[The following is a companion piece to a larger work, titled "A Cinematic Approach to Game Scoring," that will run at Gamasutra November 7th. This bracketed area will be updated with that link as it becomes available.]
The leitmotif is a concept that was really exemplified by Richard Wagner, the famous opera writer of the late Romantic period. You can read that link for a thorough explanation, but at its base level a leitmotif is a very small musical idea that serves to announce the presence of a character, place, object or even idea. Think of it as a mnemonic device of a story. It has become the one of the most important idea in scoring for feature works. Games, however, seemingly have no clue how to exploit this idea to deepen and enhance the player's experience.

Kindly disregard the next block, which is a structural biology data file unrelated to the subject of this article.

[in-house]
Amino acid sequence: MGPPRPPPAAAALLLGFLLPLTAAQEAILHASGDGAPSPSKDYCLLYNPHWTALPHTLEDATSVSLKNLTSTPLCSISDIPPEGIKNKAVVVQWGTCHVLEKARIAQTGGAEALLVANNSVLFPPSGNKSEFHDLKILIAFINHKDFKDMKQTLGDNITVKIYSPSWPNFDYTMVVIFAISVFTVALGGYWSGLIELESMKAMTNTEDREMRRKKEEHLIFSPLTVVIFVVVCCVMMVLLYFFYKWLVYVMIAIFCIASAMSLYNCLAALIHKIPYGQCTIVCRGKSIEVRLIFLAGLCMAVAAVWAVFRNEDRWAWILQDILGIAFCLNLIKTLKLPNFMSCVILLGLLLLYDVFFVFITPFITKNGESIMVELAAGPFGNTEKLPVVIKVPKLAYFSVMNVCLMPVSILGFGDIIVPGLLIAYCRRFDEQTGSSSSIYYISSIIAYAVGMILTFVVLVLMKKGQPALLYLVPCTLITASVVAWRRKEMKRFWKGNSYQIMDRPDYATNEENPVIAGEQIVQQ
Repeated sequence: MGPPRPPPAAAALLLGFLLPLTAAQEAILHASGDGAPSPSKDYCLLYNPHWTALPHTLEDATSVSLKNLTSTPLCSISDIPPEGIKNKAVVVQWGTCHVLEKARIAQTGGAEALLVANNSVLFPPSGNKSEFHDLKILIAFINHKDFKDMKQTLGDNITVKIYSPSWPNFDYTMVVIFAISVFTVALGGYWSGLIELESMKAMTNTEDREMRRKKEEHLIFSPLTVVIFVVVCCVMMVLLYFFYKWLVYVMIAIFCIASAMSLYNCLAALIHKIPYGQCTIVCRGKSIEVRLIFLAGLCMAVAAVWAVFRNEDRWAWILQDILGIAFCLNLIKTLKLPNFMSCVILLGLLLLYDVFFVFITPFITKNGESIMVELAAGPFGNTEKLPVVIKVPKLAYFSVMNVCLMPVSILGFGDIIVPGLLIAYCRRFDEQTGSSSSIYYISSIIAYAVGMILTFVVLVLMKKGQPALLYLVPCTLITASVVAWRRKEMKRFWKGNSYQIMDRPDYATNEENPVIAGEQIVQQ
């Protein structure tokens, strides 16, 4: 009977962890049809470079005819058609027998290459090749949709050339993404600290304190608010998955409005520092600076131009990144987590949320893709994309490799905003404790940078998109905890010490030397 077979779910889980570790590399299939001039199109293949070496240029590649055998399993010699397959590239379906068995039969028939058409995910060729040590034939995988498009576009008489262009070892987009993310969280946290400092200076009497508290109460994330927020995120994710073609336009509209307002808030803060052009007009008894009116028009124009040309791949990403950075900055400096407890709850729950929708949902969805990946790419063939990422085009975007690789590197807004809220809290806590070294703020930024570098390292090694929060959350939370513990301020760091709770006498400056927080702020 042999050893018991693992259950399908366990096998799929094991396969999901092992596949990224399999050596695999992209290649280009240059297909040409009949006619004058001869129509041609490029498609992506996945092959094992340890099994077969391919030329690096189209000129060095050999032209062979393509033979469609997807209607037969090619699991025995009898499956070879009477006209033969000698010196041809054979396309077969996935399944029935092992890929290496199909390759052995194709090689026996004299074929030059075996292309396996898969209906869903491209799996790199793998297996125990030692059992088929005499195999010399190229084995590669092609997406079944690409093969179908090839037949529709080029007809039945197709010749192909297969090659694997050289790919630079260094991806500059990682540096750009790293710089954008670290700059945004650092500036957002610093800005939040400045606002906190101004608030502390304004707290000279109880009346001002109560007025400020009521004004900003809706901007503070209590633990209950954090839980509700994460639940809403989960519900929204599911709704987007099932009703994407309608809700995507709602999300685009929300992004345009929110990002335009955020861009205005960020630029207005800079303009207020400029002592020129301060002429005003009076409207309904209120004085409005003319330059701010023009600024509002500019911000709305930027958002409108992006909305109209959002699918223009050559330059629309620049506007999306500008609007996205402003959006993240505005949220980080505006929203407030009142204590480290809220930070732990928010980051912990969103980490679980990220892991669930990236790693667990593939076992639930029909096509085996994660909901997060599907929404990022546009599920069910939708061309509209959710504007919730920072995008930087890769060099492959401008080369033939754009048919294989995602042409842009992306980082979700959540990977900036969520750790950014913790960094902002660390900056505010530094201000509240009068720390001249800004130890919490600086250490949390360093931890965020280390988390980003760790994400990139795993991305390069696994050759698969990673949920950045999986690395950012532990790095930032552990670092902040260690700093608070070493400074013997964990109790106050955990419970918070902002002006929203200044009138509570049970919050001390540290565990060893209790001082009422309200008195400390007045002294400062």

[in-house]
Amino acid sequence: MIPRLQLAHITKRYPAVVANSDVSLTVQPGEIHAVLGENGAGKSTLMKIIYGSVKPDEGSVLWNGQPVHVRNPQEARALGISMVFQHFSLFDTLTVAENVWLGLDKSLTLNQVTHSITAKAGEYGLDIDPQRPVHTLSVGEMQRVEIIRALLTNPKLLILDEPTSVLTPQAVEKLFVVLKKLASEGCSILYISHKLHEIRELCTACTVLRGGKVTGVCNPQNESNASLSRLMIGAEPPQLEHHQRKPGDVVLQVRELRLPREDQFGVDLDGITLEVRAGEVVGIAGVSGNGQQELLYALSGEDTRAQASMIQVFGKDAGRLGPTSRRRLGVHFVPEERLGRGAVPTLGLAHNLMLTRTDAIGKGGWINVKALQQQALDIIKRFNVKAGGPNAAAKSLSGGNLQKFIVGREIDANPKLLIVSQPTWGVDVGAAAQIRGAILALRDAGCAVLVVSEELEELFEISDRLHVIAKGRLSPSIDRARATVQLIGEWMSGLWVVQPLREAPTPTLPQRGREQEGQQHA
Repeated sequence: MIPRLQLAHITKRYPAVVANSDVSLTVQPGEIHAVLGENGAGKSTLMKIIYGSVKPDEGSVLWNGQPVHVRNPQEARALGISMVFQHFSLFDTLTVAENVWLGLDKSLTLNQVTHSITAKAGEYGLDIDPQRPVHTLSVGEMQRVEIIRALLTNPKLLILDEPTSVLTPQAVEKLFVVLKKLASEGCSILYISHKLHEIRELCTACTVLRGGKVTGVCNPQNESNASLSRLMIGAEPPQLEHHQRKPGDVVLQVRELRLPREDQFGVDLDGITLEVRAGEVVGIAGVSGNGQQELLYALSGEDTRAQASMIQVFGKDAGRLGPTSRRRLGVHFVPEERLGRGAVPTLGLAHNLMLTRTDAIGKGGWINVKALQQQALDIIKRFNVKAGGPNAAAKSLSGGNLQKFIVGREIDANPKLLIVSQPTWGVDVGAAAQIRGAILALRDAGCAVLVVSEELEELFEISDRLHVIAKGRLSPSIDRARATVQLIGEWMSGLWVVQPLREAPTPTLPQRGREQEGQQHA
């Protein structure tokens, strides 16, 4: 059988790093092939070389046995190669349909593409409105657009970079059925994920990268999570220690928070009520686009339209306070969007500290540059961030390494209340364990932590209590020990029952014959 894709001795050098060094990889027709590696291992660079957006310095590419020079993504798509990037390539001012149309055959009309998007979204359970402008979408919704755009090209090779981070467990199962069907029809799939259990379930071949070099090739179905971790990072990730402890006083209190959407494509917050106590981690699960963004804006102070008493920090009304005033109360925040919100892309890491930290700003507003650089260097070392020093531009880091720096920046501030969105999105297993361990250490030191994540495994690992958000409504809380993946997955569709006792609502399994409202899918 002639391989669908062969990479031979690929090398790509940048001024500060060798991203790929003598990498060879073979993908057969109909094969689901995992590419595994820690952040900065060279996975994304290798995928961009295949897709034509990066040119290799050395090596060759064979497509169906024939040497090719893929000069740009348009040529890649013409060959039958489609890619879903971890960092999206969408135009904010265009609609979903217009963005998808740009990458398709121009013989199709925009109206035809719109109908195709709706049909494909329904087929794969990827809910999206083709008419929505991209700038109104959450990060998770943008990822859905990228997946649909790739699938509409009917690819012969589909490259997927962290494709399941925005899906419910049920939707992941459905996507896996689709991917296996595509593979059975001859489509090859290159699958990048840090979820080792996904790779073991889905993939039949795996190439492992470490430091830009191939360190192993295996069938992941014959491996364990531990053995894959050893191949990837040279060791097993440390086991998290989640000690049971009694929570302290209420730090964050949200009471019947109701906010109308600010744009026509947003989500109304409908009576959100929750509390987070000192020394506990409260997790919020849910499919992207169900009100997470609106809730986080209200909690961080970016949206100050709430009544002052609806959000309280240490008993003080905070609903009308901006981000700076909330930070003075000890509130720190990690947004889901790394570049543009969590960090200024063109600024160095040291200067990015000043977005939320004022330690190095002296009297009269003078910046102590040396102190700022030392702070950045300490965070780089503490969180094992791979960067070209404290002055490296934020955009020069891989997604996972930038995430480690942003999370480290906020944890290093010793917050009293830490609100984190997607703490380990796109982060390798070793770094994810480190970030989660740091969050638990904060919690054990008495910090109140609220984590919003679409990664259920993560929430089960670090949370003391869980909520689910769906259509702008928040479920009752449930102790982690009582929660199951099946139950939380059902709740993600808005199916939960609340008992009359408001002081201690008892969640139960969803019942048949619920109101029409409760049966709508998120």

“But wait!” you say. “I hear recurring themes in my games all the time!” Yes, it’s true, there are often common themes running through sequels, but this does not explore the full potential of the leitmotif. Wagner himself started out with this sort of unchanging theme, used over and over to the point where Claude Debussy said the use "suggests a world of harmless lunatics who present their visiting cards and shout their name in song." This is not, as you can imagine, the kind of image you want to project.